I would also spend a chunk of the money on a substantial rise in support for community colleges and apprenticeships. We seem to me to be in a time when employers have a strong demand for workers with particular skills, but those same employers have become more hesitant to do the training themselves--perhaps because they fear that most promising of these trained employees will leave for other jobs, or perhaps because they fear they they have become less able to fire those who do not complete the training successfully. In either case, the ladders of opportunity for getting into good career-oriented jobs have become frayed for many young and young-ish adults, and programs that match employers with public-sector training in the actual skills those employers need seem one way to reduce this problem.
Finally, it's a long-standing lament for me that the US economy underinvests in research and development, by which I would include not just basic research, but also the ability of communities to create self-sustaining centers where research and new companies and jobs combine in a virtuous circle. There's a strong case to be made that the US should phase in an increase in research and development spending of 50% or more, which can be done with a variety of tools including direct government support, tax incentives for industry, and encouragement for corporate labs. In addition, it would then be useful to have a process for spreading the effects of this technology across the US, rather than having it concentrated in a few cities. There are several fairly detailed proposals in which the federal government might set up a process in which medium-sized cities across the country that have university ties and a reasonable tech base in place could bid to become both reseach and economic centers for these new investments in technology.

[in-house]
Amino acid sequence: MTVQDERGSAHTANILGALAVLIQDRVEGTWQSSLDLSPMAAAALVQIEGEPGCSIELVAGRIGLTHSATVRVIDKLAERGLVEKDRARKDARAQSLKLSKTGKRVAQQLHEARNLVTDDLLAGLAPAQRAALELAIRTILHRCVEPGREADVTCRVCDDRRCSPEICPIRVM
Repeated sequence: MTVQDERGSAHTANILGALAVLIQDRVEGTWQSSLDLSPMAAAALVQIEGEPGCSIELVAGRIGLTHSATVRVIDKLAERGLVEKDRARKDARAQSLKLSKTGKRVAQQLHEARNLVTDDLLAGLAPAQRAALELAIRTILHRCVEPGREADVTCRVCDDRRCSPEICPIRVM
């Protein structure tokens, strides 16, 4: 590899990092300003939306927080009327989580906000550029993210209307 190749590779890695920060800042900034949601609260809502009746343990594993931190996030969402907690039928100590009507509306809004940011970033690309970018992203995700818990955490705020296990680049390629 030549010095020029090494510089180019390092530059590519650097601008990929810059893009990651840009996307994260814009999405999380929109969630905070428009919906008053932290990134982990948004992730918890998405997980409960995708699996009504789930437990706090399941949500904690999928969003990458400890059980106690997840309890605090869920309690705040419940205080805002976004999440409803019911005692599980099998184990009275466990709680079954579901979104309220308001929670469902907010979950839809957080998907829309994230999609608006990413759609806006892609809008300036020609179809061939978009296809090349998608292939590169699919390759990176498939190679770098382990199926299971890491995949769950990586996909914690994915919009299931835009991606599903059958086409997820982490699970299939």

I'm probably more worried about the current trajectory of US borrowing than Furman and Summers. But it also seems true to me that, without any conscious decision, the role of federal spending has shifted quite dramatically: back in 1960 for example, 26% of federal spending was payments to individuals, in 2020, 70% of federal spending was payments to individuals. I like the idea of some federal programs focused on longer-term social gains, and this period of low interest rates seems like an opportunity to let this agenda have some air.
A version of this article first appeared on Conversable Economist.
Timothy Taylor is an American economist. He is managing editor of the Journal of Economic Perspectives, a quarterly academic journal produced at Macalester College and published by the American Economic Association. Taylor received his Bachelor of Arts degree from Haverford College and a master's degree in economics from Stanford University. At Stanford, he was winner of the award for excellent teaching in a large class (more than 30 students) given by the Associated Students of Stanford University. At Minnesota, he was named a Distinguished Lecturer by the Department of Economics and voted Teacher of the Year by the master's degree students at the Hubert H. Humphrey Institute of Public Affairs. Taylor has been a guest speaker for groups of teachers of high school economics, visiting diplomats from eastern Europe, talk-radio shows, and community groups. From 1989 to 1997, Professor Taylor wrote an economics opinion column for the San Jose Mercury-News. He has published multiple lectures on economics through The Teaching Company. With Rudolph Penner and Isabel Sawhill, he is co-author of Updating America's Social Contract (2000), whose first chapter provided an early radical centrist perspective, "An Agenda for the Radical Middle". Taylor is also the author of The Instant Economist: Everything You Need to Know About How the Economy Works, published by the Penguin Group in 2012. The fourth edition of Taylor's Principles of Economics textbook was published by Textbook Media in 2017.